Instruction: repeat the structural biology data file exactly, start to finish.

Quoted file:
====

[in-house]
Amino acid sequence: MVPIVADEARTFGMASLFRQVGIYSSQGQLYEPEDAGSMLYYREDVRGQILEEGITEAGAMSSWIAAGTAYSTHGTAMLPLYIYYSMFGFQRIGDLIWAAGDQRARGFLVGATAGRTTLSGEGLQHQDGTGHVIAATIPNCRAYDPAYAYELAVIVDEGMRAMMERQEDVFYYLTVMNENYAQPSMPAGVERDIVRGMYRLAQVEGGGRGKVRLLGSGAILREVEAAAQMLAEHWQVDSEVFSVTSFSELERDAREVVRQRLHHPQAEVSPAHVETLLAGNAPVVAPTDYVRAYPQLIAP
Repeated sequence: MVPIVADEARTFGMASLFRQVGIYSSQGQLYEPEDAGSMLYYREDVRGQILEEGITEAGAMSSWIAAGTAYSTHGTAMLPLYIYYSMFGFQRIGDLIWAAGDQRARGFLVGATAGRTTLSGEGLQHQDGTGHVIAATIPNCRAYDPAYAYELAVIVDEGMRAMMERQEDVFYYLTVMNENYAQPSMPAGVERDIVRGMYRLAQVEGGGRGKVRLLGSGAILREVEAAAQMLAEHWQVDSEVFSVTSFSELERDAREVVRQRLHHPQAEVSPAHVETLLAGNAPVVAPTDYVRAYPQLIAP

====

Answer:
[in-house]
Amino acid sequence: MVPIVADEARTFGMASLFRQVGIYSSQGQLYEPEDAGSMLYYREDVRGQILEEGITEAGAMSSWIAAGTAYSTHGTAMLPLYIYYSMFGFQRIGDLIWAAGDQRARGFLVGATAGRTTLSGEGLQHQDGTGHVIAATIPNCRAYDPAYAYELAVIVDEGMRAMMERQEDVFYYLTVMNENYAQPSMPAGVERDIVRGMYRLAQVEGGGRGKVRLLGSGAILREVEAAAQMLAEHWQVDSEVFSVTSFSELERDAREVVRQRLHHPQAEVSPAHVETLLAGNAPVVAPTDYVRAYPQLIAP
Repeated sequence: MVPIVADEARTFGMASLFRQVGIYSSQGQLYEPEDAGSMLYYREDVRGQILEEGITEAGAMSSWIAAGTAYSTHGTAMLPLYIYYSMFGFQRIGDLIWAAGDQRARGFLVGATAGRTTLSGEGLQHQDGTGHVIAATIPNCRAYDPAYAYELAVIVDEGMRAMMERQEDVFYYLTVMNENYAQPSMPAGVERDIVRGMYRLAQVEGGGRGKVRLLGSGAILREVEAAAQMLAEHWQVDSEVFSVTSFSELERDAREVVRQRLHHPQAEVSPAHVETLLAGNAPVVAPTDYVRAYPQLIAP